Archive for the ‘meta’ Category

2012 social media trends

January 26th, 2017 No comments

Because everyone has an opinion in social media, there is no shortage on opinions of what 2012 will hold for this space cum industry. Some of the more reliable predictions include:

Brian Solis  – Ten Social Media Strategies for 2012

Techcrunch – Key social media trends for 2012

Animal Planet – Stains, the cupcake dog

Which do you think is the most relevant?

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Doing vs being social

December 10th, 2015 No comments

There is no good reason why I haven’t been here more frequently. My company is growing, with a team of four saner writers and social media practitioners busy most of the time. And me — I do what Dori says and just keep swimming.

Over the past two of years we’ve served as editor and chief for a 200-blogger strong telecom blog, produced 30 white papers, written a dozen websites, drove social media strategy and programs for companies in IT consulting, software, healthcare, manufacturing and supply chain, government, utilities, telecom, and more. We’ve written, tweeted, linked in, and facebooked. We’ve chatted and google hung out.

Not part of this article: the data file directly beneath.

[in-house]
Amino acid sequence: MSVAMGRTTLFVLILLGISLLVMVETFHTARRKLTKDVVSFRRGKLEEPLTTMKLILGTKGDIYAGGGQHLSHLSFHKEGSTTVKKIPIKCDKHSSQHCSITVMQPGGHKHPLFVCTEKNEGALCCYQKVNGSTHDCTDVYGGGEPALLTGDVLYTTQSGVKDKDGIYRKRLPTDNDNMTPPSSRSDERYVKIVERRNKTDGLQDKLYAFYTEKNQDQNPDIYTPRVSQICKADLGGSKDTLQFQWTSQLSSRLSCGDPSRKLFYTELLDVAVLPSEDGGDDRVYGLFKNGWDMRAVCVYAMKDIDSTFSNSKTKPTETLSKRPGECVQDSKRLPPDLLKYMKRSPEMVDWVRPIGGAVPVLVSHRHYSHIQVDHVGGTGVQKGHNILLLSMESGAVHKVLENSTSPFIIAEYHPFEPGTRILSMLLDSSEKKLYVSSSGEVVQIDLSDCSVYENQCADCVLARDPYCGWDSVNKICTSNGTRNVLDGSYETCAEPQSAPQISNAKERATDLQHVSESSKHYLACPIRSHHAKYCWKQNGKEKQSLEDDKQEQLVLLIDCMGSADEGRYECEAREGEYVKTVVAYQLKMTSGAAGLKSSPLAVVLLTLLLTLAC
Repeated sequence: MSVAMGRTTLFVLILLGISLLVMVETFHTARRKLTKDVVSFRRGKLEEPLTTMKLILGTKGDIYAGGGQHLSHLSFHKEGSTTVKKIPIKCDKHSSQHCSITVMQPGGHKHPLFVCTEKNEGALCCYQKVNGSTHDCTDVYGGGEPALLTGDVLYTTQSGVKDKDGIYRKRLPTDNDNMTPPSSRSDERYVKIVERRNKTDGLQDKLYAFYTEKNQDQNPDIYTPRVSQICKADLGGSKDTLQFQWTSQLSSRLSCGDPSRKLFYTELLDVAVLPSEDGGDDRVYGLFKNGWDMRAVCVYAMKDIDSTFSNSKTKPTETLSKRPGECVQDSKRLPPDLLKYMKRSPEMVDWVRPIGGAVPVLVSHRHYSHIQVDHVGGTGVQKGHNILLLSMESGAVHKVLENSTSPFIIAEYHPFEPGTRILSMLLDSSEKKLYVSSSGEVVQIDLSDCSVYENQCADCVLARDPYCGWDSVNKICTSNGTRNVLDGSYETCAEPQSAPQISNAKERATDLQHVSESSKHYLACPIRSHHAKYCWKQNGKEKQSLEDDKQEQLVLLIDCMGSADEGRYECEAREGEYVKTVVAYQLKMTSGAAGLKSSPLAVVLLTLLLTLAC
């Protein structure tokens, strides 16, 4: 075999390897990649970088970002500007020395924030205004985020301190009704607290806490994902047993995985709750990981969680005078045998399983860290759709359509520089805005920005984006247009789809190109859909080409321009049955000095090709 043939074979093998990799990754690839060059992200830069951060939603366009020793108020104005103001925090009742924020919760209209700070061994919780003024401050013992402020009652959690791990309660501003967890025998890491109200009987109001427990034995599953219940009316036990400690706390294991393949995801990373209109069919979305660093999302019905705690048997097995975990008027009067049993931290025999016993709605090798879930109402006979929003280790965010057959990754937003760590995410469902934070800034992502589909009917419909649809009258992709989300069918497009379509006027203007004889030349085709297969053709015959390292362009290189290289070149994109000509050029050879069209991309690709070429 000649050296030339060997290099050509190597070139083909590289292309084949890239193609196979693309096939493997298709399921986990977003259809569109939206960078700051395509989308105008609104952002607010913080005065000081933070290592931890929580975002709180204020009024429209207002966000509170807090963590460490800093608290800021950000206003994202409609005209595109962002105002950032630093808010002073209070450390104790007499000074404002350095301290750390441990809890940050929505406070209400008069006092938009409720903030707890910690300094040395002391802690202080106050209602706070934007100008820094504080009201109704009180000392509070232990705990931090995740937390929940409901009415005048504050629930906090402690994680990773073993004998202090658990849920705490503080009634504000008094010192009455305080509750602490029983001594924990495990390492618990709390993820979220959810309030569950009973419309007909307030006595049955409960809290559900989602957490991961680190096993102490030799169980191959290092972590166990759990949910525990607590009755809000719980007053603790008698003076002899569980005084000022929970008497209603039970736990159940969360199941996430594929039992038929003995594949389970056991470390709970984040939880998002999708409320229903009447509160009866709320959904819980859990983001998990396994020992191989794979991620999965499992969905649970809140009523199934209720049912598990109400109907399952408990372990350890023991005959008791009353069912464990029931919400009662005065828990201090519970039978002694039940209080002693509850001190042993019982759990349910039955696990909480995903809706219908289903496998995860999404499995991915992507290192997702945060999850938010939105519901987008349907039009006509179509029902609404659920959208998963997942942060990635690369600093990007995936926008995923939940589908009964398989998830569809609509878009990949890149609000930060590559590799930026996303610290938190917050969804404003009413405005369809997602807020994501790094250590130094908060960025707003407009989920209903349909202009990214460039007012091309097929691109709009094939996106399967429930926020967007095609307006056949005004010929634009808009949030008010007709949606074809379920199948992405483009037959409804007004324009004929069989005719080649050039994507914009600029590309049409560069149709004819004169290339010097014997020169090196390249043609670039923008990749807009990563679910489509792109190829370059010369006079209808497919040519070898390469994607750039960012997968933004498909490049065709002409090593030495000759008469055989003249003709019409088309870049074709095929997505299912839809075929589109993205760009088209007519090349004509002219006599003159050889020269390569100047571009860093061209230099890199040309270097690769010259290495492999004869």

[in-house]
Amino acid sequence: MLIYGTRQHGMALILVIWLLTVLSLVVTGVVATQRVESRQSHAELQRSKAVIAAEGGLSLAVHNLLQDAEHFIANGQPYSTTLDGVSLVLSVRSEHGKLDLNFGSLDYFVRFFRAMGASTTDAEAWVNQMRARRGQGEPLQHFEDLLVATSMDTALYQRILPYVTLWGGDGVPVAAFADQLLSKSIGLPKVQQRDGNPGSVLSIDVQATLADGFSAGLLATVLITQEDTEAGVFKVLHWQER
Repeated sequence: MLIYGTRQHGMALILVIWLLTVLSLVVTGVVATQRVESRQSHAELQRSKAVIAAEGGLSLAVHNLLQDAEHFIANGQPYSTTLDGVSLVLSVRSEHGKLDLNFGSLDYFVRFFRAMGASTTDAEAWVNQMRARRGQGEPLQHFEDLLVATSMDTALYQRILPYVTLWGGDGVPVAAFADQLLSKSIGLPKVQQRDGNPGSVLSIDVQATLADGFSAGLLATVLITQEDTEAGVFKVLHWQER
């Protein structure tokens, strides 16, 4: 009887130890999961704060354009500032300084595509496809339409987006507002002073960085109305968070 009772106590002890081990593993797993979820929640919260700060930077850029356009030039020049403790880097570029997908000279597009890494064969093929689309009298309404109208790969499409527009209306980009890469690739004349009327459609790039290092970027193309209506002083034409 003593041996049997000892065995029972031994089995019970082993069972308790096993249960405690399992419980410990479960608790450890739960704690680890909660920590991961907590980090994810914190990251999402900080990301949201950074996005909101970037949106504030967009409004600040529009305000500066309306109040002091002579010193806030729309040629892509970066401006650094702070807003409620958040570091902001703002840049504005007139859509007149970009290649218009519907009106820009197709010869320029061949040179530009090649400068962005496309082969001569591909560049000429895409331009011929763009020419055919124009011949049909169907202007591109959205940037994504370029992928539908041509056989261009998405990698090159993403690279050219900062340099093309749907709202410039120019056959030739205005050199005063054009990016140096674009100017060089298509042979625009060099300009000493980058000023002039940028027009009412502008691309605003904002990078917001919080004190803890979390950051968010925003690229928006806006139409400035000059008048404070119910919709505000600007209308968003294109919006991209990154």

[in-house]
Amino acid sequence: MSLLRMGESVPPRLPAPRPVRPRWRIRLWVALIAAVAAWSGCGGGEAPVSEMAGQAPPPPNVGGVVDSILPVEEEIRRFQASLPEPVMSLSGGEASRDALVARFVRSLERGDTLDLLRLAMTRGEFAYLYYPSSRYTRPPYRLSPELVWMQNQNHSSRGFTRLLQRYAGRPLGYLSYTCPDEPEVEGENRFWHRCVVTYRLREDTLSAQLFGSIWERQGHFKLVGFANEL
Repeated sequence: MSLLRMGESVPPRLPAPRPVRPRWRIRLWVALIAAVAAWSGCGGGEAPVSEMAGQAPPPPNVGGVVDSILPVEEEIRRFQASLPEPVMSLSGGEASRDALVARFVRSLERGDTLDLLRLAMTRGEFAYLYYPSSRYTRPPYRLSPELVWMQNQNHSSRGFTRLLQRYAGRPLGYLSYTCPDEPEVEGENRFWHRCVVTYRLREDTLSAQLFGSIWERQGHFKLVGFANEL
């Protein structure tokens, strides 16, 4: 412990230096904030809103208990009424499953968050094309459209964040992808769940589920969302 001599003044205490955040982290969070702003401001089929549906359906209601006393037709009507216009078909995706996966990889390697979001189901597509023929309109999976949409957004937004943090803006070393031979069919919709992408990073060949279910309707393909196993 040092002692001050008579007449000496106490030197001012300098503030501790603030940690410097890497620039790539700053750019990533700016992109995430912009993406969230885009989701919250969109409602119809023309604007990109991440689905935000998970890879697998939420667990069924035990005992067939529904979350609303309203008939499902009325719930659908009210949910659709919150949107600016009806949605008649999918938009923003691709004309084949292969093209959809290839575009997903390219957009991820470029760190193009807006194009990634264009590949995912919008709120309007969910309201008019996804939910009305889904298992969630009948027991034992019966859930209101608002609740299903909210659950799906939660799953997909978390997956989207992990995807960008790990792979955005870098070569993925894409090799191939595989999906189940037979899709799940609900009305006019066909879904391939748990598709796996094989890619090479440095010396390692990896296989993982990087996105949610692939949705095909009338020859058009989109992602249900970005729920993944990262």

We haven’t stopped long enough for me to think through these same strategies for my own business. The old small business “cobbler children” dilemma.

What strategies do you use to keep BEING social while you’re busy doing work in social for your business or clients?

I think taking time to invest in myself — to keep connected instead of simply getting paid to connect others — is something I need to be reminded of.  Step off the tilt-a-whirl. Slow down the merry-go-round. Really listen to what others are saying and tune in to one stream at a time. Take time to respond with something new – something worth another person’s time.